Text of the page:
5. Being in Extension, you’ll likely do both research and work with growers. Both are valuable and necessary. Do you think of yourself more as a researcher or a hands-on advisor?

By nature, I like to help people and being an advisor comes naturally. However, to be a good advisor, you need good analytical skills to solve problems effectively, which is at the heart of being a researcher. For me personally, you can’t be one role (an advisor) without the other role (a researcher).  In other words, I see myself as both roles equally.

6. How has your master gardener experience helped you in working with experienced growers?

I am very enthusiastic about communicating science. The majority of my Master Gardener volunteer hours have been spent communicating plant disease and insect issues to the home gardener, in newsletters and presentations. It has been an invaluable inexperience because I’ve been able to hone the ability to digest a complex issue in such a way for anyone to understand. I believe these experiences have helped me in working with experienced growers because it is my responsibility to translate the research and extend it clearly to growers, so they are able to make the best disease management decisions for their business.

7. How do you think your experience as a mentor to students at Springfield Central High School (in Springfield, MA) will help with gauging interest and communicating with the next wave in the industry?

My professional organization, the American Phytopathological Society, is one of the partners for the program Plantingscience.org. This is a free online program which connects scientists with teachers and students from all over the world to participate in “hands on, inquiry based science.” Getting students engaged in science is important and I knew being a volunteer scientist mentor was an opportunity I couldn’t pass up. Using different plant-themed projects, students learn what it means to be a scientist: they ask a question and follow the scientific method to answer their question. In the process they learn about science and the scientific process. As a volunteer scientist mentor, I am assigned teams and communicate with my teams using the website’s platform and guide them throughout the process of their project. One semester, I had students from Springfield Central High School. I believe this experience, as well as others I have had with high school and undergraduate students during my work experiences, has helped me be a universal communicator of science, regardless of age and background. I have learned not only how to judge the tenor of my audience, but connect with them, also.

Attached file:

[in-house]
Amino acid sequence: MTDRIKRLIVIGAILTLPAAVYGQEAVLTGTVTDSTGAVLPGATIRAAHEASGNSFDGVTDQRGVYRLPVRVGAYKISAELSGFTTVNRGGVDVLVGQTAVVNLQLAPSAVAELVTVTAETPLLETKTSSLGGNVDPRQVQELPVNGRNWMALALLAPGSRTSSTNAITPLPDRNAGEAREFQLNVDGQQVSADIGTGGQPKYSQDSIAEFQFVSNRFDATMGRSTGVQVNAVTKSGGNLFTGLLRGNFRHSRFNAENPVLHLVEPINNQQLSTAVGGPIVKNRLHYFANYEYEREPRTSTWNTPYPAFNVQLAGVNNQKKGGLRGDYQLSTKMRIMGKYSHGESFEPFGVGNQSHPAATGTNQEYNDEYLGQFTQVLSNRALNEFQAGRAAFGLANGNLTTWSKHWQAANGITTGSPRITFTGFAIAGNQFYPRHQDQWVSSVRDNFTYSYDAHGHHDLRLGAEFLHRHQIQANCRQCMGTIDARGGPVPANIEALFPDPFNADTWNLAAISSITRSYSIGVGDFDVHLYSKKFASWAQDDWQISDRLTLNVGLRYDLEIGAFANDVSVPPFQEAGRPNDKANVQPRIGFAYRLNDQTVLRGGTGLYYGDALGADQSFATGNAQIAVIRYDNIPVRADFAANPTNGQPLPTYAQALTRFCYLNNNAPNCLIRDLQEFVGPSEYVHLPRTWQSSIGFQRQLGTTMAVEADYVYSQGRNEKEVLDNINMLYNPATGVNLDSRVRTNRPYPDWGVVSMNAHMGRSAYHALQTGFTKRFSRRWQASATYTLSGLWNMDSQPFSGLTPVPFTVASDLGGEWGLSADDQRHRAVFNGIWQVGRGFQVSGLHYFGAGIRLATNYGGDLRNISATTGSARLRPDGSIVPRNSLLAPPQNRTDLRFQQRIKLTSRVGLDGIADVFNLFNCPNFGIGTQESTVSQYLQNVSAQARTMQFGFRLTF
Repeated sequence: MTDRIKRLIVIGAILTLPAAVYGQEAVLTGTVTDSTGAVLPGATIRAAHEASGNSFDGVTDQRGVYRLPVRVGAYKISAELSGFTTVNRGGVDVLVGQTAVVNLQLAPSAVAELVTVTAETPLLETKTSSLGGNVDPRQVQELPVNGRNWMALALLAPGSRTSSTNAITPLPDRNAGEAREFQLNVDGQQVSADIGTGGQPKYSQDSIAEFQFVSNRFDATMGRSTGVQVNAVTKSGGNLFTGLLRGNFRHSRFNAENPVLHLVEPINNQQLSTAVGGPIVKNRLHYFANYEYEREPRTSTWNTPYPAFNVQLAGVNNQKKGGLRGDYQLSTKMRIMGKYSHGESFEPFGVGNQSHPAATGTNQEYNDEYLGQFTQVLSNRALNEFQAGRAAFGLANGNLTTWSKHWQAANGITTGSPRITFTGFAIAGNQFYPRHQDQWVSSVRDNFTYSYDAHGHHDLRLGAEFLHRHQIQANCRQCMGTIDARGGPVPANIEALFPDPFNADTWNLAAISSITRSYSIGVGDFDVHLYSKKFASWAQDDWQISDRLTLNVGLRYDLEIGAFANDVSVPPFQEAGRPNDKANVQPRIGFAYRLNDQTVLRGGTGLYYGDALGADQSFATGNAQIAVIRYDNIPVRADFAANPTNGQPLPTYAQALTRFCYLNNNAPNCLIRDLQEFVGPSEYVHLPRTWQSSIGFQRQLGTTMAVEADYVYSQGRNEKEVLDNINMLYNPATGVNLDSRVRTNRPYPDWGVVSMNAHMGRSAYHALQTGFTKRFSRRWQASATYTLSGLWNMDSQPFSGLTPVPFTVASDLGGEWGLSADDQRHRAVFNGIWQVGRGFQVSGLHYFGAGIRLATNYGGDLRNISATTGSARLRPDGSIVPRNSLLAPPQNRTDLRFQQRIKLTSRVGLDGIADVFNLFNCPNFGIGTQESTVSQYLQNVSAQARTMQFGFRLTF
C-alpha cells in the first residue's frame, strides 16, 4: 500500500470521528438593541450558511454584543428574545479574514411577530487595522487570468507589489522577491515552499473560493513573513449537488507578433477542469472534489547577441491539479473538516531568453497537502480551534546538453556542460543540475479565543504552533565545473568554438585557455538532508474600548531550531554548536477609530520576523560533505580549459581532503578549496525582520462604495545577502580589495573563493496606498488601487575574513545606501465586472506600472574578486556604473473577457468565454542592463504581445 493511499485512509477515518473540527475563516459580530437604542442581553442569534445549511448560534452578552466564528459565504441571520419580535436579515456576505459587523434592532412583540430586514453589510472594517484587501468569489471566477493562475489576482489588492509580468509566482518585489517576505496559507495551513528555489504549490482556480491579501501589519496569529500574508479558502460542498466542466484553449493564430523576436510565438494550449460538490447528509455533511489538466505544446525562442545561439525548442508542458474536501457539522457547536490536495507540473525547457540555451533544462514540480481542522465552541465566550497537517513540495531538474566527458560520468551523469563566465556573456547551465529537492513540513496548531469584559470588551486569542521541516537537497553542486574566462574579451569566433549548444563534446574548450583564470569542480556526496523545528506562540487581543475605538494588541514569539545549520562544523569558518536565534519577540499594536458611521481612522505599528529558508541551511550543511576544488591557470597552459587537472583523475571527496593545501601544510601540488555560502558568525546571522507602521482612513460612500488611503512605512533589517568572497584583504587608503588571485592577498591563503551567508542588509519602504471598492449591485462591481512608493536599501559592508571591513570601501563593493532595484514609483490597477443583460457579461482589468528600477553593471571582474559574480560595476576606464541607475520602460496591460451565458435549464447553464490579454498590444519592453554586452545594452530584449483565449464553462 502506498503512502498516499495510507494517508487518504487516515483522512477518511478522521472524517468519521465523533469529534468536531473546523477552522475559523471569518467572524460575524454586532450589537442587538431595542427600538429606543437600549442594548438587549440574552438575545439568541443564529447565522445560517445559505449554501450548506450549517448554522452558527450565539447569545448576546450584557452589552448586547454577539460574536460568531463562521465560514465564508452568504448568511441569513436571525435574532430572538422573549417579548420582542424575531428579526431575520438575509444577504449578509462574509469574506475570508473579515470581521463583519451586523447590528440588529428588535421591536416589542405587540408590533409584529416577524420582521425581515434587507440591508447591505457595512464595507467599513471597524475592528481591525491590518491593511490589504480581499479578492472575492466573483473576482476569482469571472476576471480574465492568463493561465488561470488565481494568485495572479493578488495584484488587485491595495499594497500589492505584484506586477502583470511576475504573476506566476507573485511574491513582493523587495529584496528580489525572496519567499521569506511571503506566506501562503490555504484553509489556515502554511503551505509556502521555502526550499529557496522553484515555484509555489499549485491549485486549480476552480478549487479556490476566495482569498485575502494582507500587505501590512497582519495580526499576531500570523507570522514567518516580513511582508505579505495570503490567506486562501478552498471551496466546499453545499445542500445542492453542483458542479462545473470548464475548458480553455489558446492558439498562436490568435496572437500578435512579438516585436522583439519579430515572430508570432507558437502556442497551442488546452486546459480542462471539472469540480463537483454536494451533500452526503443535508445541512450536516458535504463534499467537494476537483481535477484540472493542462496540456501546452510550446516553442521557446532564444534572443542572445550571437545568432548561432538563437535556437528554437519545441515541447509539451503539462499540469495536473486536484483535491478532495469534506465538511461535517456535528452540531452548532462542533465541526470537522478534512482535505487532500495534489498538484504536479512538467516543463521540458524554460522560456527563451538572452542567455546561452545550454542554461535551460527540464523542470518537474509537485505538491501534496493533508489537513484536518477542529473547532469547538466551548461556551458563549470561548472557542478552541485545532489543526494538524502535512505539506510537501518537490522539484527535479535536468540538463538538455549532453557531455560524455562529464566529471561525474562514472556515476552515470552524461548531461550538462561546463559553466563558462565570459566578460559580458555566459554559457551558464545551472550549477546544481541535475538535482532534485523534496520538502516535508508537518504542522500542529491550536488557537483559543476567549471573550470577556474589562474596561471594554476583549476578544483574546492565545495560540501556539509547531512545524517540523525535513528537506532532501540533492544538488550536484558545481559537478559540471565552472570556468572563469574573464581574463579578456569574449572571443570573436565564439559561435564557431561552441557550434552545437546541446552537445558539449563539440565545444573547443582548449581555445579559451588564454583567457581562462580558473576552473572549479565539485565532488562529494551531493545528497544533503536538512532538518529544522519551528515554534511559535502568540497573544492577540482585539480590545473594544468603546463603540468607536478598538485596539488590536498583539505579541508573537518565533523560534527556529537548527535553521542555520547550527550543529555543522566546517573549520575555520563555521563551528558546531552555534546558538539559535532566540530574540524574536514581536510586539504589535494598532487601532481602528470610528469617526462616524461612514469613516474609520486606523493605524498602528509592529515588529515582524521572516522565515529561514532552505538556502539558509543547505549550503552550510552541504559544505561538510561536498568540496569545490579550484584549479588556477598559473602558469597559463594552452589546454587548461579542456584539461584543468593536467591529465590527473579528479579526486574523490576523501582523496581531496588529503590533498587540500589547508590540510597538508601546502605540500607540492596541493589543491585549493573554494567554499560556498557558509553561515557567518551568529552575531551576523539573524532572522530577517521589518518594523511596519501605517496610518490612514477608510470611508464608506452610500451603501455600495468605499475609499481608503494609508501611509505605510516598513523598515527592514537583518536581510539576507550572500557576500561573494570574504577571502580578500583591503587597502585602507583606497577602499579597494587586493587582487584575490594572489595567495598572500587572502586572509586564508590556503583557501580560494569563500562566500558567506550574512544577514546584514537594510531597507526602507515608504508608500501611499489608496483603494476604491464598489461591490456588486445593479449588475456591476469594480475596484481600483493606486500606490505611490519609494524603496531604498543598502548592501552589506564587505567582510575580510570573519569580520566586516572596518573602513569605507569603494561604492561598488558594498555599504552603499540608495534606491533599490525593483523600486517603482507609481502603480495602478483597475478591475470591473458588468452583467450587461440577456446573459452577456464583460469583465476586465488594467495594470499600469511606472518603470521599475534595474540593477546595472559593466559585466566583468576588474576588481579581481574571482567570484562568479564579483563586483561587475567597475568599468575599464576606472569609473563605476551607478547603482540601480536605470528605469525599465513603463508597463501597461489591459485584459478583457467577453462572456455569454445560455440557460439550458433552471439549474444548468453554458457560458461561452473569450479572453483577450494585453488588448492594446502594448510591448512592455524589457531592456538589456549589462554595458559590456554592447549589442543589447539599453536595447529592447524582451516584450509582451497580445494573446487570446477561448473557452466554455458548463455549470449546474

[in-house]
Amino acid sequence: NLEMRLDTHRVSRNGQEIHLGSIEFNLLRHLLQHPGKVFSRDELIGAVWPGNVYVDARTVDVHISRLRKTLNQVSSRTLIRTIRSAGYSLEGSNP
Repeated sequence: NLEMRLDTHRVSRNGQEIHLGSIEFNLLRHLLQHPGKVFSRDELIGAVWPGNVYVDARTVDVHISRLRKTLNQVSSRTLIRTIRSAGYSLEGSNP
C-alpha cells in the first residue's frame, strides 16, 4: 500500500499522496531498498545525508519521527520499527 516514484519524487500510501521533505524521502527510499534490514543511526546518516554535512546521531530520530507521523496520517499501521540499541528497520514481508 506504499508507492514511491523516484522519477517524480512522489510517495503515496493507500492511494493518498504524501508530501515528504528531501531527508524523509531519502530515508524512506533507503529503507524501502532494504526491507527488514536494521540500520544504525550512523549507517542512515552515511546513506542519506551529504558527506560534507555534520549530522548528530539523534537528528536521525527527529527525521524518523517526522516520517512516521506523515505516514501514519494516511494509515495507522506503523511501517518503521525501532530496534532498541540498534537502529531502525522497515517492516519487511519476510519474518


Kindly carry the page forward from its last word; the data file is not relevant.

8. Are you planning on using any social media to connect with growers?

Social media is ideal for Extension and connecting with growers. I have a lot of territory to cover since my Extension appointment covers both Pennsylvania and Maryland. Twitter, Facebook, blogging, YouTube, etc. are great technologies that allow a very big audience to be reached often and quickly, especially when plant diseases are an issue.

9. If you could have dinner with one well-known person, who is either alive today or from the pages of history, who would it be? Why?

I’ve always admired Eleanor Roosevelt. She was a strong, brilliant woman who was quite forward thinking. I think it would be a lot of fun to spend time picking her brain. Before I started graduate school, I came across one of her sayings, which set the tone for how I live my life: “One’s philosophy is not best expressed in words; it is expressed in the choices one makes. In the long run, we shape our lives, and we shape ourselves. The process never ends until we die. And the choices we make are ultimately our own responsibility.”